• 5) In another example, HARQ feedback values for all the codewords belonging to all users (UEs) in a subframe are combined by the first communication device to form a single effective HARQ feedback value as described so that there is one HARQ feedback or effective HARQ feedback value per subframe. The HARQ feedback values for all the subframes across all the transmission bursts are ordered in a list in chronological order and used as input to the random backoff contention window size determining algorithms.
    • 6) According to another example, HARQ feedback values for all the codewords belong to all users (UEs) in a subframe and all subframes in a transmission burst are combined by the first communication device to form a single effective HARQ feedback value as previously described, so that there is one HARQ feedback or effective HARQ feedback value per transmission burst. The HARQ feedback values for all the transmission bursts are ordered in a list in chronological order and used as input to the random backoff contention window size determining algorithms.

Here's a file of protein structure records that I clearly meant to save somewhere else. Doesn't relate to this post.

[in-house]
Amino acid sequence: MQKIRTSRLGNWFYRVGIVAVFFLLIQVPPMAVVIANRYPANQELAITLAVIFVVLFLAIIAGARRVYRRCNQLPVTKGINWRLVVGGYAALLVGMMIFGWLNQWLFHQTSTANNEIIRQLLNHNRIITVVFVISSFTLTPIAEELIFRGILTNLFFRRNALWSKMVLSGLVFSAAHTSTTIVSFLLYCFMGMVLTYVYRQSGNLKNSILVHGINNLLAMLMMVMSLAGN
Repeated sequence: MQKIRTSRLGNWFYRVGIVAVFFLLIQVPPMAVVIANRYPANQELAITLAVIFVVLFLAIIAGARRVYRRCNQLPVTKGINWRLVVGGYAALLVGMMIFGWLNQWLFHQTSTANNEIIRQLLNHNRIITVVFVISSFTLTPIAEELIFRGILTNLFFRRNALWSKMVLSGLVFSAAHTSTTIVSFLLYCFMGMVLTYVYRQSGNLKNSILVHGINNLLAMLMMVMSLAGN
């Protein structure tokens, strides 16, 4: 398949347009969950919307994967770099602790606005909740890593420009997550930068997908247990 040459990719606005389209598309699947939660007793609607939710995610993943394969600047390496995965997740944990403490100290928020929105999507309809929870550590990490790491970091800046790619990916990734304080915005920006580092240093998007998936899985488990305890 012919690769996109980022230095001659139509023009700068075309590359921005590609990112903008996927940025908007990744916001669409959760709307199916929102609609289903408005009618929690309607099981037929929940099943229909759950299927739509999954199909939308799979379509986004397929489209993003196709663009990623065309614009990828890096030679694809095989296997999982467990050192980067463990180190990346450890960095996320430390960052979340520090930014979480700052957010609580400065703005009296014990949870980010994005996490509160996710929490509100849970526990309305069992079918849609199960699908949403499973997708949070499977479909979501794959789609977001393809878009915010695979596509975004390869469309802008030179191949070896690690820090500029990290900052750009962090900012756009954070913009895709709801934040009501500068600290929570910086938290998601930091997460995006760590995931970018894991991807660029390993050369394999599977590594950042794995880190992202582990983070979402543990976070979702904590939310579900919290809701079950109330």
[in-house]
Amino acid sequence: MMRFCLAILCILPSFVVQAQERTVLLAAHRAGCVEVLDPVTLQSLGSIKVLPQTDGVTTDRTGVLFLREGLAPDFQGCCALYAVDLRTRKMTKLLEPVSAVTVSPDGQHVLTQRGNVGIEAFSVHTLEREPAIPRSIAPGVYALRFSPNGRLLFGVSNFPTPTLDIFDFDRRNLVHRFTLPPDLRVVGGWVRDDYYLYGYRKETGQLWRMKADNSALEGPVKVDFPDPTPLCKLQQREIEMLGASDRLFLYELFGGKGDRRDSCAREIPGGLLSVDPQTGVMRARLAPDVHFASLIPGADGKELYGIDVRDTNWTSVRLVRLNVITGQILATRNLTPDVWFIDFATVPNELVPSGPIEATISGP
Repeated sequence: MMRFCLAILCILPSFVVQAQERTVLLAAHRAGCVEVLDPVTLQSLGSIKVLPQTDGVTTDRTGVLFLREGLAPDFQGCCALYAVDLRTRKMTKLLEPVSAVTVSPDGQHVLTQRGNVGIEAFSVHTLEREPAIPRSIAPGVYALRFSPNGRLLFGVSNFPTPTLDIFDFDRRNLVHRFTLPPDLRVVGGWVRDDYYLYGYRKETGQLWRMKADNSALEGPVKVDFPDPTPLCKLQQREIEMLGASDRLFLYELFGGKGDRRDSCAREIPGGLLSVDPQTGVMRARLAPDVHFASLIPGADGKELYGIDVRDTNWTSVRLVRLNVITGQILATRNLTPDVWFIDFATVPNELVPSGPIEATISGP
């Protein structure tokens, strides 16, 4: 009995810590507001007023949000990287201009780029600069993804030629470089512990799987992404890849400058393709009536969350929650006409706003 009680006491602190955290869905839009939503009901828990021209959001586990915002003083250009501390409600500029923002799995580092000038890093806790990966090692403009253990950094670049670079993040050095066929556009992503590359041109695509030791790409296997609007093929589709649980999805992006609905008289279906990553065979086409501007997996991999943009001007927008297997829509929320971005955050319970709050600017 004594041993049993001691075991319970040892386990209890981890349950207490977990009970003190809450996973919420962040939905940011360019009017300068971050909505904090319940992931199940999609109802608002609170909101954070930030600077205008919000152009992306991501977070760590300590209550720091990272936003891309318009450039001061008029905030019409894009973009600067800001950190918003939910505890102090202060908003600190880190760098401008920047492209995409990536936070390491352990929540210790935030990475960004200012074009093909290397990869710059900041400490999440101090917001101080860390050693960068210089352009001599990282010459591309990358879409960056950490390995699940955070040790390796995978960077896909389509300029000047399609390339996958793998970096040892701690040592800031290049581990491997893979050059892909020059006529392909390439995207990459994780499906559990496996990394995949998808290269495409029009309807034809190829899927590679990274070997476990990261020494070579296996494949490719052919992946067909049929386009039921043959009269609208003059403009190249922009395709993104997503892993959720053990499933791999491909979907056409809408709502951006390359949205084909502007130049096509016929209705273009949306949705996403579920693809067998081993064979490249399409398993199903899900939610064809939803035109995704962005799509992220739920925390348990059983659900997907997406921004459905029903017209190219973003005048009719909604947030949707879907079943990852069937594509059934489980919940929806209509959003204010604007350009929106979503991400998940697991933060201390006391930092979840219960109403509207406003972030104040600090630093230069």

• 7) In another example, HARQ feedback values for all the codewords belong to all users in a subframe, all subframes in a transmission burst and across multiple transmission bursts are all combined by the first communication device to form a single effective HARQ feedback value as described, so that there is one HARQ feedback or effective HARQ feedback value generated. This single HARQ feedback or effective HARQ feedback value is used as input to the random backoff contention window size determining algorithms.